Spotlight (or Lack Thereof) on Vancouver: McDonald Park Dark Sky Preserve

Just over a week ago, on New Year’s Eve’s Eve, my significant other started looking up (no pun intended) local haunts for stargazers. B-cat is a budding physicist/mathematician who is somewhat interested in astronomy; I had dropped out of the New Year planning effort.

“How about here?” B-cat pointed at the map, at the ocean. “It’s a dock that extends out to sea, with nothing around it.”

I saw myself being elbowed off the dock by amateur astronomers and sinking slowly into a watery grave as they counted down.

“Or we could go to Burnaby Mountain. They say it’s nice up there.”

I recalled the mosquitoes attacking my face as I lay by the Burnaby Mountain Park parking lot, the year of the Perseids meteor shower, with 60 other human logs.

The brainstorm session went nowhere. The next day, B-cat and I awoke at dinnertime.

“We only have four hours to get anywhere for countdown!” I wailed.

“GPS says McDonald Park is only an hour away — let’s go there. We have plenty of time to prepare,” said B.

B-cat is no cheetah. We did not set out until slightly under an hour before midnight, armed with three half-eaten bags of snacks we’d already been working on and a towel. One never travels without a towel.

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Park sign, photo taken by me

With B-cat’s driving, we reached the park with 15 minutes to spare. What we first saw was that the entrance was squeezed between the two fields of two creepy farms. What we then saw were the locked gates of the park.

“Park open during daylight hours only,” a sign said. A dark sky preserve… closed when it’s dark?

McDonald Park is, to summarise, an hour from Vancouver proper by highway. Located in Abbotsford (approx. 10 minutes out of the city), it is snuggled against the Sumas Mountains and maintained by the government — with the efforts of the Fraser Valley Astronomers Society — as an area free of city light pollution. This is of course so you could better observe the night sky. The park is only open during daytime and FVAS events.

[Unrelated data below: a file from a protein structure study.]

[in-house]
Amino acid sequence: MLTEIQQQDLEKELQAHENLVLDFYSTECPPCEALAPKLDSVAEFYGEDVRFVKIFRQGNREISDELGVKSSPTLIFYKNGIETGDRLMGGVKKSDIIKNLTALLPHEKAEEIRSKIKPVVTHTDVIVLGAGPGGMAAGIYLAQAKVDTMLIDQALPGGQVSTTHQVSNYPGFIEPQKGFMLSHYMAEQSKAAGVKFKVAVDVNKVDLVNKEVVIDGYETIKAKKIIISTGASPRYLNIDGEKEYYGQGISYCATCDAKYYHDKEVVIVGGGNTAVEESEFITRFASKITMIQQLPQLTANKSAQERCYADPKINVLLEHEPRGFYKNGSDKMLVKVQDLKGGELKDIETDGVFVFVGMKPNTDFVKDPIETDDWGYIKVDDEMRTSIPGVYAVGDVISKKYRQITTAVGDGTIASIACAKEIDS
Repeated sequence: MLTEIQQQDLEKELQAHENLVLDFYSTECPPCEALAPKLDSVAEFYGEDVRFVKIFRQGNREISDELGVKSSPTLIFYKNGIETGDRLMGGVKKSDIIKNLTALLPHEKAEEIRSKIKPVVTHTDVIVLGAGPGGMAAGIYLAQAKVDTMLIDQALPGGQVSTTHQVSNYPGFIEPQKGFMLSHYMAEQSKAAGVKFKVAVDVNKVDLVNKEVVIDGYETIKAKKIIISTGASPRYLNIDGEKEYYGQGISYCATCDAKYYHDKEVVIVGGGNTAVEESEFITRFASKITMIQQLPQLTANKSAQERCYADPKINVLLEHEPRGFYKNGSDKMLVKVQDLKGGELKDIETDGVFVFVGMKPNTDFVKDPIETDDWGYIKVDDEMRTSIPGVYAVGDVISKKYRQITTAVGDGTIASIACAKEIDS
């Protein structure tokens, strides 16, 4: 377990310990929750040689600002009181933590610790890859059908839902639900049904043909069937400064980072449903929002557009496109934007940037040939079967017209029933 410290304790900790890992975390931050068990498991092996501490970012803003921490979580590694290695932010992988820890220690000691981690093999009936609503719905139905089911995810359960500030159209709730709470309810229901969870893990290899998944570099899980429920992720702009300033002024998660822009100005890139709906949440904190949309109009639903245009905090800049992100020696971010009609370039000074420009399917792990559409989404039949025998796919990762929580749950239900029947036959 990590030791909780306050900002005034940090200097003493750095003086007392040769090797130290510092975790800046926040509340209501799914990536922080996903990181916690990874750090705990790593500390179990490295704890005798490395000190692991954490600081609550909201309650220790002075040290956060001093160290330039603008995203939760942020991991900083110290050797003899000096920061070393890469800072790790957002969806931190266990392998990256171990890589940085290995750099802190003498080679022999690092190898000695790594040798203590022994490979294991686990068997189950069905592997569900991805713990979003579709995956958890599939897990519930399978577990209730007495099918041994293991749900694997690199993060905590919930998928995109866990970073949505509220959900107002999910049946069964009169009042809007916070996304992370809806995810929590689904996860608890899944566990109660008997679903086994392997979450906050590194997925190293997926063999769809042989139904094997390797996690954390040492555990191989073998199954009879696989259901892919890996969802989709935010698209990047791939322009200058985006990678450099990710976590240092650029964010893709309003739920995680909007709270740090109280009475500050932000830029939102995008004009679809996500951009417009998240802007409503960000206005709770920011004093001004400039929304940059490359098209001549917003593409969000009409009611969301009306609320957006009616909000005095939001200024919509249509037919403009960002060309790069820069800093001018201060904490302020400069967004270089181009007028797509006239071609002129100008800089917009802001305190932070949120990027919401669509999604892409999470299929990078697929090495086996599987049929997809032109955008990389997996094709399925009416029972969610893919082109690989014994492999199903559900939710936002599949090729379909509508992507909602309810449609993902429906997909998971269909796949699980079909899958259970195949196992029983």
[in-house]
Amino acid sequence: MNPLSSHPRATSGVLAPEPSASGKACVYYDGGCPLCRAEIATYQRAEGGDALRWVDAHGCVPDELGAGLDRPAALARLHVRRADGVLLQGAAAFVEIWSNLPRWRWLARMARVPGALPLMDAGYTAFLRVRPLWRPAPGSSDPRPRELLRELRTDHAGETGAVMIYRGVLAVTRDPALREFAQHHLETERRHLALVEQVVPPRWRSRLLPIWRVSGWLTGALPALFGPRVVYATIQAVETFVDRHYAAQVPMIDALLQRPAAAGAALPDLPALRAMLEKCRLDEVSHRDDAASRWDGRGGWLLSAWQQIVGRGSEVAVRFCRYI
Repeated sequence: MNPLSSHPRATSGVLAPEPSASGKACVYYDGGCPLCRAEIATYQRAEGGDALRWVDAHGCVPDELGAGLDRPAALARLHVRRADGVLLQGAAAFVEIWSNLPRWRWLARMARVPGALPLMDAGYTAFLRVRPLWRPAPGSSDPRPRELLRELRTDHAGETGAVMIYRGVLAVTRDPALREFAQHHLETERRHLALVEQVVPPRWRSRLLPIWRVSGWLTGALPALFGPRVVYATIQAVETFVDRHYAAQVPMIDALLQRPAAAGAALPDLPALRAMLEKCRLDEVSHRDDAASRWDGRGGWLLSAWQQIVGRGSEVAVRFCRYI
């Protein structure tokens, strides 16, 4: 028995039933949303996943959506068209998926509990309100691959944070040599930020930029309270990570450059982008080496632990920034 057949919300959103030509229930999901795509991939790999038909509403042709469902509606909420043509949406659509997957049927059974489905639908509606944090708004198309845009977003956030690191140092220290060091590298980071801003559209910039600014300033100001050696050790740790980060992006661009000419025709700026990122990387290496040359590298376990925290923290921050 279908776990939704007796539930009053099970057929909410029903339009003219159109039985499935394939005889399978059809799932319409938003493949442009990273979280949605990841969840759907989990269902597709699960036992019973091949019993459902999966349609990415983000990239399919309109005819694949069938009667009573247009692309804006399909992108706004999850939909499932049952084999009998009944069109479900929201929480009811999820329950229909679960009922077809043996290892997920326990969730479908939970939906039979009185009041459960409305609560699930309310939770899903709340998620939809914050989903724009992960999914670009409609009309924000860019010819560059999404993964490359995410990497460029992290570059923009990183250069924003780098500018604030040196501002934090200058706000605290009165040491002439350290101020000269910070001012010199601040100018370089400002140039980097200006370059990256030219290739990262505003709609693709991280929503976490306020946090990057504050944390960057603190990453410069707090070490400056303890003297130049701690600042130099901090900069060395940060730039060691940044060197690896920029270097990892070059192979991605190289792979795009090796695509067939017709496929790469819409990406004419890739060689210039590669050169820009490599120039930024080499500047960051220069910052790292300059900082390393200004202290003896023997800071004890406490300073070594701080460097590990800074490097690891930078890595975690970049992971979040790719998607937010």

And then B walked around the gate while I ducked underneath, and we were in.

Under a huge, dinner roll-shaped moon, we hurried down the path/road into the park. B-cat suggested spreading our “blanket” (in this order) under the drooping trees in the dark, at the empty campsite in the dark, by the abandoned playground swings in the dark, and further on into the darkness… in the dark.

B doesn’t watch that many horror movies.

As I tried to explain horror movie logic to him, an owl hooted in the distance, the sound echoing through the mountains. A single metallic creak came from out of the darkness, somewhere by the campsite. And then… silence. I grabbed B and fled.

We set up our picnic in the middle of the road, from which we could see attackers from any direction. B took out his phone; it had an analog clock, with only hour and minute displays. He began looking for a different clock app at 11:55. Predictably, we entered 2015 staring at the app menu. (But we were with each other, and it wasn’t freezing; it was a good night.)

Google Street View of the main path/road as seen from inside the park
Google Street View of the main path/road as seen from inside the park

Ten minutes later, a car pulled up beside B’s, until then the only vehicle at the gate. Two men got out with flashlights and walked rapidly down the only path.

“Should we hide?” I asked.

“Hide where? They can see us anywhere, with the moon this bright.”

“We can at least move off the path?”

So B-cat and I dragged the blanket five feet off the path, into the bramble-filled ditch. There we squatted, less comfortable but no less visible. The two strangers passed us, literally within arm’s reach, without a word or glance. They disappeared into the woods.

Less than 10 minutes later, two figures came running out of the woods without any light.

“Hey, what’s up?” B called out as they passed us. No response.

“Should we get out of here, too?” I asked.

“That might be a good idea.”

So we chased the strangers across the field and back to the gate, where they took the final few steps to their car at a (strangely) leisurely pace before driving away.

What were they running from? Was it safe to go back into the park? I suggested they might’ve committed a crime, and that if we went back we’d be mistaken as the perpetrators. B suggested they might’ve been too spooked by the sight of us to continue their trek. A friend later suggested they might’ve stumbled upon a bear. We may never know.

The stars were nice, though.

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You can read more about McDonald Park here: http://www.hellobc.com/abbotsford/things-to-do/parks-wildlife/parks.aspx

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